Not slowing down

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Bud Desrochers can't say no to volunteering

By Mike Bisceglia

Seacoast Scene, August 6-12, 2015

[The following article is courtesy of the Seacoast Scene]

Bud DesrochersHAMPTON - "I guess I don't know how to say 'No,'" chuckled Bud Desrochers. "I think I've always been this way. When it comes to providing assistance to the less fortunate, you can count me in. I've been very blessed. My personal belief is, 'To whom much is give, much is expected in return.'"

Desrochers is a quiet mover and shaker in the community. He has volunteered his time and talents over and over again for decades, and he doesn't show signs of stopping any time soon. In fact, during the course of Bud's interview for this piece, he received a call. The Nay family stone had arrived and needed to be set at Founders Park . . . NOW! The interview continued at the park.

"I'm from the area. I learned to cook while working at the Double A Diner in North Hampton. Later, I worked for the Western Electric Company for 39 ½ years, but I was involved in community service long before that.  I have been affiliated with the American Legion Post's Troop 177 for 46 years. As a scout master, I would take the kids hiking, mountain climbing, kayaking . . . everything."

"I assisted with a number of projects for the Holy Name Society at Our Lady of the Miraculous Medal Church for 20 years. Later, I became a member of the First Congregational Church. I have become a warden and assist with the clam bakes. There, I am involved with Crossroads House. Once a month, I cook a meal for 80 persons."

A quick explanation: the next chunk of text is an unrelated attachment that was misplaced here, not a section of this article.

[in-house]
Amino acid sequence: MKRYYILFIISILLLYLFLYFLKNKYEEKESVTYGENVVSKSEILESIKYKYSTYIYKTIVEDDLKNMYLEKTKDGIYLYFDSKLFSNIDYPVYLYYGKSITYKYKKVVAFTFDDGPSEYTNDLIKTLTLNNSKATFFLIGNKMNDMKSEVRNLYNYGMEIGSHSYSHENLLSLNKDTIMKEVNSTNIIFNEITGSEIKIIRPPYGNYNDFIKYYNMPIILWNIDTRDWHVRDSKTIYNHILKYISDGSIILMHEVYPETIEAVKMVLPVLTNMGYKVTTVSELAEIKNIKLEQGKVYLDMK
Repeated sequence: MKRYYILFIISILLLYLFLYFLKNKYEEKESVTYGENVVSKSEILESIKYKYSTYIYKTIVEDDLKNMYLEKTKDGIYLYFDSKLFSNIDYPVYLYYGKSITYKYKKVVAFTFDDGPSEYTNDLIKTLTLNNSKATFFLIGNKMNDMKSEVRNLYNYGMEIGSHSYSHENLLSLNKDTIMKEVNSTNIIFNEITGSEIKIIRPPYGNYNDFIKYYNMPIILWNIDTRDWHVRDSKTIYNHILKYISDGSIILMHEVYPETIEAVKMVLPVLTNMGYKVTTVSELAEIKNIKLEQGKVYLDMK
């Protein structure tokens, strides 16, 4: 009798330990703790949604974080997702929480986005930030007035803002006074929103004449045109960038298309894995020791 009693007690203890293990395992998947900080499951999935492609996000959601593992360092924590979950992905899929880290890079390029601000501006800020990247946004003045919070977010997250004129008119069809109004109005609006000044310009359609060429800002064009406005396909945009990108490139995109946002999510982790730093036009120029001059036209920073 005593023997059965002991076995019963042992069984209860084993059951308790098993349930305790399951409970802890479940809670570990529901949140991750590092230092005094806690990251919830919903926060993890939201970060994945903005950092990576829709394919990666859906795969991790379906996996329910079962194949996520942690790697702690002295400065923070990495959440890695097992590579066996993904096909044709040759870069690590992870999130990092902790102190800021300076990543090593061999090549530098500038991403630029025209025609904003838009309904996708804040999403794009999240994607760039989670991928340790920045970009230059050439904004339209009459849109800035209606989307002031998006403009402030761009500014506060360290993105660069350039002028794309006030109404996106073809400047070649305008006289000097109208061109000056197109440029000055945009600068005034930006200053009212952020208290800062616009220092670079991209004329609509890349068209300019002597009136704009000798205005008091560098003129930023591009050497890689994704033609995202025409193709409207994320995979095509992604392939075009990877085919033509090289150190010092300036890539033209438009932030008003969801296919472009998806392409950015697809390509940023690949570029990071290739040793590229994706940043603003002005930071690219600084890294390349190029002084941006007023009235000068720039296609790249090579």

"In addition, I have been a Hampton firefighter and a Pioneer at Western Electric. As a Pioneer, I was on the team that helped to develop the 'audioball' so that non-sighted kids could play baseball and other sports. The Red Sox Jim Lornborg got behind the project and hosted an audioball game at Fenway Park."

"I was the vice president of the Hampton Historical Society for eight years. In that capacity, I helped to develop the Fireman's Museum. It was great to see the kids come in gain a basic understanding of the early days of firefighting."

Ten years ago, met wife, Lois, while volunteering as a clown at a Halloween Dance sponsored by the Masons. The dance was held to raise funds to assist the Lee Boy Scout Museum in Manchester. Bud was delighted to learn that Lois, too, takes great joy in involvement with the community.

"I love to help her prepare 100 apple pies for the Jingle Bell Fair at the church. I pick and peel about 8 bushels of apples and she does all the cooking. We also help prepare lobster rolls for the Seafood Festival for the Rotary."

"I keep promising myself that I'm going to slow down, cut down on my volunteer time and just have some fun. But, then the phone rings and I realize just how much fun volunteering can be!"

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